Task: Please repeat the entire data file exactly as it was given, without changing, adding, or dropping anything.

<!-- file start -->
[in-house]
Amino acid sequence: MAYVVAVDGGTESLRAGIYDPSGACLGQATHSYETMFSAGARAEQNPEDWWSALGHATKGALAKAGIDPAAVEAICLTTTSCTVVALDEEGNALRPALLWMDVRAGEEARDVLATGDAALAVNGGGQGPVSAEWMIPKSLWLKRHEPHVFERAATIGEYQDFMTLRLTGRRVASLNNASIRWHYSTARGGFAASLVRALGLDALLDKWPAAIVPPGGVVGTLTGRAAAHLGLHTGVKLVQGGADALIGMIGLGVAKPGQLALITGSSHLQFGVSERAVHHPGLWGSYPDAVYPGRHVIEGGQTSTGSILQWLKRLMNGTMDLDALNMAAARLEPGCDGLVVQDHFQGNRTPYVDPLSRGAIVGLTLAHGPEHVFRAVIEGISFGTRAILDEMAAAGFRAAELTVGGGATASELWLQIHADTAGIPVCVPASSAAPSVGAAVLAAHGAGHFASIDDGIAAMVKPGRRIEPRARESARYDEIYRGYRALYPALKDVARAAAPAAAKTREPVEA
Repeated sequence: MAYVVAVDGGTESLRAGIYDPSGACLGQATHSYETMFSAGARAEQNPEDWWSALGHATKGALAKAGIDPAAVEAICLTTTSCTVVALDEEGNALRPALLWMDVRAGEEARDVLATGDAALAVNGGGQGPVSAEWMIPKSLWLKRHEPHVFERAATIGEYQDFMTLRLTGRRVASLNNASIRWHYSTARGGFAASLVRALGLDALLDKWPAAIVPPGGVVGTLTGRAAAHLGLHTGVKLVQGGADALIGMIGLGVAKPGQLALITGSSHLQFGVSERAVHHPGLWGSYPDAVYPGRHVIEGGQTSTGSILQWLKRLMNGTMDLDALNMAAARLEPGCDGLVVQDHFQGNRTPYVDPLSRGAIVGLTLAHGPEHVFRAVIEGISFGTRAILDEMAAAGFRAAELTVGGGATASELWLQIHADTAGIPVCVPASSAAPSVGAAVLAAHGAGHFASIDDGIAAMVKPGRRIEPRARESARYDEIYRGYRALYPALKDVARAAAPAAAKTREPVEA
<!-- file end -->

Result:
[in-house]
Amino acid sequence: MAYVVAVDGGTESLRAGIYDPSGACLGQATHSYETMFSAGARAEQNPEDWWSALGHATKGALAKAGIDPAAVEAICLTTTSCTVVALDEEGNALRPALLWMDVRAGEEARDVLATGDAALAVNGGGQGPVSAEWMIPKSLWLKRHEPHVFERAATIGEYQDFMTLRLTGRRVASLNNASIRWHYSTARGGFAASLVRALGLDALLDKWPAAIVPPGGVVGTLTGRAAAHLGLHTGVKLVQGGADALIGMIGLGVAKPGQLALITGSSHLQFGVSERAVHHPGLWGSYPDAVYPGRHVIEGGQTSTGSILQWLKRLMNGTMDLDALNMAAARLEPGCDGLVVQDHFQGNRTPYVDPLSRGAIVGLTLAHGPEHVFRAVIEGISFGTRAILDEMAAAGFRAAELTVGGGATASELWLQIHADTAGIPVCVPASSAAPSVGAAVLAAHGAGHFASIDDGIAAMVKPGRRIEPRARESARYDEIYRGYRALYPALKDVARAAAPAAAKTREPVEA
Repeated sequence: MAYVVAVDGGTESLRAGIYDPSGACLGQATHSYETMFSAGARAEQNPEDWWSALGHATKGALAKAGIDPAAVEAICLTTTSCTVVALDEEGNALRPALLWMDVRAGEEARDVLATGDAALAVNGGGQGPVSAEWMIPKSLWLKRHEPHVFERAATIGEYQDFMTLRLTGRRVASLNNASIRWHYSTARGGFAASLVRALGLDALLDKWPAAIVPPGGVVGTLTGRAAAHLGLHTGVKLVQGGADALIGMIGLGVAKPGQLALITGSSHLQFGVSERAVHHPGLWGSYPDAVYPGRHVIEGGQTSTGSILQWLKRLMNGTMDLDALNMAAARLEPGCDGLVVQDHFQGNRTPYVDPLSRGAIVGLTLAHGPEHVFRAVIEGISFGTRAILDEMAAAGFRAAELTVGGGATASELWLQIHADTAGIPVCVPASSAAPSVGAAVLAAHGAGHFASIDDGIAAMVKPGRRIEPRARESARYDEIYRGYRALYPALKDVARAAAPAAAKTREPVEA